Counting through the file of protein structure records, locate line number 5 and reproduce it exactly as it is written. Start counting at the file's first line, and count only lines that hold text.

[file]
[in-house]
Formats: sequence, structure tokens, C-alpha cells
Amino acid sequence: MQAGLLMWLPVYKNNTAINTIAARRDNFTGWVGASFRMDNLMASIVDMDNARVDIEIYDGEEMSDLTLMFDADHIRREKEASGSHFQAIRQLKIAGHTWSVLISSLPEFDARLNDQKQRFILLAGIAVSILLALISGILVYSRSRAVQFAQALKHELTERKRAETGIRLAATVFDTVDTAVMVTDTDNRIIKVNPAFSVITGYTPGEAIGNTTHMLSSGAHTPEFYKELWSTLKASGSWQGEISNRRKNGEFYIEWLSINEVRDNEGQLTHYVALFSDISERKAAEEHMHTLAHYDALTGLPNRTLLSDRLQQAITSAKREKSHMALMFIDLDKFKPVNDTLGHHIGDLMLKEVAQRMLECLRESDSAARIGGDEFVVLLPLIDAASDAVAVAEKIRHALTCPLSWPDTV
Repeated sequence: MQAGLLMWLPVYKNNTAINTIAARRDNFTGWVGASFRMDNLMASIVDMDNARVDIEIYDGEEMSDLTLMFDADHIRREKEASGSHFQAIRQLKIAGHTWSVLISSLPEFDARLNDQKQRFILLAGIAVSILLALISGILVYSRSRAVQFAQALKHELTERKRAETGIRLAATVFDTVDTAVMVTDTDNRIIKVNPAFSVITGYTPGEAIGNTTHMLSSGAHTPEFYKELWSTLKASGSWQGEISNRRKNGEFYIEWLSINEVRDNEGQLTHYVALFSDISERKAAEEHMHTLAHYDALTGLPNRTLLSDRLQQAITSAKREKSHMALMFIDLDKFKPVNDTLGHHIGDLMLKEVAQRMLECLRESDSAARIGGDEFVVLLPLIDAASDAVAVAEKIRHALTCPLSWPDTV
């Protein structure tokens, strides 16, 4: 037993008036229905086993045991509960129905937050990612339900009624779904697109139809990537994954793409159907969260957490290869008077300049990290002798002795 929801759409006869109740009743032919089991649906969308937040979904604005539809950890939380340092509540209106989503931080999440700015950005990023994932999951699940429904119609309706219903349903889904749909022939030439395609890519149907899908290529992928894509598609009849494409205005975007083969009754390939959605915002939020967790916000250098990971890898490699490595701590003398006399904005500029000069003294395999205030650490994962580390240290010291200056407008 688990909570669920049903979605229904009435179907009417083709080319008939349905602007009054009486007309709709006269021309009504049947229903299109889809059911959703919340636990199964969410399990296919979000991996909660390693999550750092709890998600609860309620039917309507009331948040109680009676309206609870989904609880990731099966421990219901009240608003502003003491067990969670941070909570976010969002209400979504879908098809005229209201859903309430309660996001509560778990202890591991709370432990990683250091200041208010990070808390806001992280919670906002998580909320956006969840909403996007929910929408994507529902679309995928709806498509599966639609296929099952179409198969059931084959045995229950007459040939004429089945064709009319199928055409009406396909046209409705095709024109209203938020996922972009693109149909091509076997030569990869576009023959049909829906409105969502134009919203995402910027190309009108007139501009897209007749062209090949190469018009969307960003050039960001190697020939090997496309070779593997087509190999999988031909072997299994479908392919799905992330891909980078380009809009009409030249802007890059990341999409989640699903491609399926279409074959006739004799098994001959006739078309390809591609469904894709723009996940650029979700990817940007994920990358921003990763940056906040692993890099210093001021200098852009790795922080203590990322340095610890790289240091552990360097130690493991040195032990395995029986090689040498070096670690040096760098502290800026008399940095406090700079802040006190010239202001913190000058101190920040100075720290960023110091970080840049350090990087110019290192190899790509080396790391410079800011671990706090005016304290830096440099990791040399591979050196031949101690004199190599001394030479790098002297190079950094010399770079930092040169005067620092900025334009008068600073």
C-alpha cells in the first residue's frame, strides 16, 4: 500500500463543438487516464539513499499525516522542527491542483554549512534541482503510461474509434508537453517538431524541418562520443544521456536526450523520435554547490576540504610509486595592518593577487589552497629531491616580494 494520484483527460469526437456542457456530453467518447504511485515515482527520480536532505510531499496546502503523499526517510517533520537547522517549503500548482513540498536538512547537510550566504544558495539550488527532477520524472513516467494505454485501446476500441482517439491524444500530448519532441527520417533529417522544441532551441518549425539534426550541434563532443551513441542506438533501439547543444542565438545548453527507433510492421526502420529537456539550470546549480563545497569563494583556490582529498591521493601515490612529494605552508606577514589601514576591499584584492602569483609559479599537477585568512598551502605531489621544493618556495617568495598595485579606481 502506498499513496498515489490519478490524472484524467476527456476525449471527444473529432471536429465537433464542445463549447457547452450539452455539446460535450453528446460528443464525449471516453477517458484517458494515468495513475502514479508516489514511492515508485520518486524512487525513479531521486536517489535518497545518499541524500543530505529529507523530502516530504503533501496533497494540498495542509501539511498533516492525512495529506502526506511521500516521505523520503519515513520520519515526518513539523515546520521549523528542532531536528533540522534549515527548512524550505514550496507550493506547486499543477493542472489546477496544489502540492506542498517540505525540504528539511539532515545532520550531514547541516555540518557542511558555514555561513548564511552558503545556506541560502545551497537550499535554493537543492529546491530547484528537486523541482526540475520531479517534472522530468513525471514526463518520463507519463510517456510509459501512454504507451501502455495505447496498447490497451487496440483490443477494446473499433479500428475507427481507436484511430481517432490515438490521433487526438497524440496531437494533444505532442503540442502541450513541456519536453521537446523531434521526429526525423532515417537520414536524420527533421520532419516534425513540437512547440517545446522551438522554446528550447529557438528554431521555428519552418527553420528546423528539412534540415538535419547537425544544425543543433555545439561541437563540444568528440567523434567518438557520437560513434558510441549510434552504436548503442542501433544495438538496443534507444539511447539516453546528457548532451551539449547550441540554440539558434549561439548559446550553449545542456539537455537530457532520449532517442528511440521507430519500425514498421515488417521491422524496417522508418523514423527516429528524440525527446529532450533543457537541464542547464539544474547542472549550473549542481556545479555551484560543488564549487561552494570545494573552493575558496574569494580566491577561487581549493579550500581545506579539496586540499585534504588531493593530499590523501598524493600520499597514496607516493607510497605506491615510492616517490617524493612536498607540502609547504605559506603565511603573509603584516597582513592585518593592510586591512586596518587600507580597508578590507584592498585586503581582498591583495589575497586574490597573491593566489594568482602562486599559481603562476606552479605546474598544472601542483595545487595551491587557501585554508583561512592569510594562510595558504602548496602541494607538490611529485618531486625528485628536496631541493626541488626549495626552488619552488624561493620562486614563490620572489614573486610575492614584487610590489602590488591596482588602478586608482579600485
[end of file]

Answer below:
């Protein structure tokens, strides 16, 4: 037993008036229905086993045991509960129905937050990612339900009624779904697109139809990537994954793409159907969260957490290869008077300049990290002798002795 929801759409006869109740009743032919089991649906969308937040979904604005539809950890939380340092509540209106989503931080999440700015950005990023994932999951699940429904119609309706219903349903889904749909022939030439395609890519149907899908290529992928894509598609009849494409205005975007083969009754390939959605915002939020967790916000250098990971890898490699490595701590003398006399904005500029000069003294395999205030650490994962580390240290010291200056407008 688990909570669920049903979605229904009435179907009417083709080319008939349905602007009054009486007309709709006269021309009504049947229903299109889809059911959703919340636990199964969410399990296919979000991996909660390693999550750092709890998600609860309620039917309507009331948040109680009676309206609870989904609880990731099966421990219901009240608003502003003491067990969670941070909570976010969002209400979504879908098809005229209201859903309430309660996001509560778990202890591991709370432990990683250091200041208010990070808390806001992280919670906002998580909320956006969840909403996007929910929408994507529902679309995928709806498509599966639609296929099952179409198969059931084959045995229950007459040939004429089945064709009319199928055409009406396909046209409705095709024109209203938020996922972009693109149909091509076997030569990869576009023959049909829906409105969502134009919203995402910027190309009108007139501009897209007749062209090949190469018009969307960003050039960001190697020939090997496309070779593997087509190999999988031909072997299994479908392919799905992330891909980078380009809009009409030249802007890059990341999409989640699903491609399926279409074959006739004799098994001959006739078309390809591609469904894709723009996940650029979700990817940007994920990358921003990763940056906040692993890099210093001021200098852009790795922080203590990322340095610890790289240091552990360097130690493991040195032990395995029986090689040498070096670690040096760098502290800026008399940095406090700079802040006190010239202001913190000058101190920040100075720290960023110091970080840049350090990087110019290192190899790509080396790391410079800011671990706090005016304290830096440099990791040399591979050196031949101690004199190599001394030479790098002297190079950094010399770079930092040169005067620092900025334009008068600073």